2.1 What Are Breaches of Academic Integrity?

Breaches of academic integrity occur when academic work is not done in an ethical way, and go against CBU’s Charter values of originality, integrity, fairness, collegiality, and responsibility. Breaches are avoidable, and this handbook provides resources that students can use to succeed with integrity.

Academic integrity breaches are split into three categories at CBU. These are outlined in our Academic Integrity Policy.

1. Assignment Misconduct

Students breach academic integrity when they deceive readers about the origins or nature of their work. Assignments include any of your work that is assigned in a course, including labs, essays, experiments, reviews, posts,  and more.  Assignment Misconduct is broken down into two categories.

  • Plagiarism: Students plagiarize when they represent the work of others as their own, including words, ideas, information, data, computer code, images, and all other intellectual or creative material. In specific terms, students plagiarize when they submit work that:
    • appears to be original work when it is, in whole, or in part, drawn from other sources without full and clear acknowledgement;
    • is copied from other students;
    • was purchased from, or generated by, a third party or service;
    • has been previously submitted and graded, in whole or in part, in another course.
  • Fabrication or Falsification: It is a violation of academic integrity to invent data, sources, quotations, or other material with the aim of presenting that material as genuine research or experimental results.

2. Exam Misconduct

Students breach academic integrity when they unfairly represent their knowledge and ability as greater than it is. Exam refers to any examination, test, quiz, or evaluation other than formal written assignments. Whether or not a take-home exam is a written assignment or an exam will be determined by the course instructor and communicated to students. Students commit exam misconduct when they:
• look at the work of another student in an effort to reproduce that student’s answer;
• ask for, or provide, answers to another student, and similar behaviour, during an exam, test, or quiz;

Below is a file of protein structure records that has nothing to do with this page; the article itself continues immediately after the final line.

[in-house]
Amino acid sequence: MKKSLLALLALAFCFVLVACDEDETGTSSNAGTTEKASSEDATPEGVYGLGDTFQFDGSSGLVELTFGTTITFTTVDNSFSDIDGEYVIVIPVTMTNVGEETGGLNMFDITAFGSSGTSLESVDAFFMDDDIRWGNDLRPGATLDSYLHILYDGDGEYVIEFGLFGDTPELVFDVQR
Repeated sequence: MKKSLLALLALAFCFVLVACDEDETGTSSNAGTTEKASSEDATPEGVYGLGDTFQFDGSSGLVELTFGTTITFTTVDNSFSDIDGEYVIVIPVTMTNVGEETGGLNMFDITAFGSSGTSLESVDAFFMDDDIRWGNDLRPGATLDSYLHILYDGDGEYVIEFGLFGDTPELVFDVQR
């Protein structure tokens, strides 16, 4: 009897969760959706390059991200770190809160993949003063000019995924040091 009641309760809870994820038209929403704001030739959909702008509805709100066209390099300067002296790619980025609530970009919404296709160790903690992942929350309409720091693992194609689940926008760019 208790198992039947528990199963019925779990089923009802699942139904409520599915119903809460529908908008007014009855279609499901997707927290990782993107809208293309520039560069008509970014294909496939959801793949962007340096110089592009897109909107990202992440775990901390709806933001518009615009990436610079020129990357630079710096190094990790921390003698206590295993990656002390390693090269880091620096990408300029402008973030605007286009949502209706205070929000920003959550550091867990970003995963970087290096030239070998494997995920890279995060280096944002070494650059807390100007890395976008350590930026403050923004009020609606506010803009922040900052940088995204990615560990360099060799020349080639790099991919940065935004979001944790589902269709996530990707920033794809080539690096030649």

• make use of unapproved notes, references, communications, digital resources, or any other prohibited means of securing answers;
• obtain an unauthorized copy of an exam, text, or quiz in advance for the purpose of preparing answers ahead of time;
• facilitate the exam misconduct of another student.

3. Other Unethical Behaviour

CBU recognizes the existence of, and potential for, a range of other unethical behaviour. Other unethical behaviour is itself divided further into two categories. The university retains the right to evaluate other unethical behaviours not specifically mentioned here and assess appropriate consequences. If appropriate, some offenses may also be considered under Cape Breton University’s “Code of Conduct for Non-Academic Infractions.”

  • Offenses against other students: Students breach academic integrity when they intentionally impede the ability of other students to conduct their academic work. Students may not deface, destroy or otherwise compromise the academic products of other students. Students may not unduly interfere with other students’ ability to access course materials, resources, or equipment or access other students’ course work without the knowledge or consent of the student.
  • Offenses against the university: Students breach academic integrity when they intentionally compromise the valid and legitimate functions of academic supports and services.
    Students may not fabricate credentials, nor may they make unauthorized alterations to academic documents or records.




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Academic Integrity Handbook by Donnie Calabrese; Emma Russell; Jasmine Hoover; and Tammy Byrne is licensed under a Creative Commons Attribution-NonCommercial-ShareAlike 4.0 International License, except where otherwise noted.

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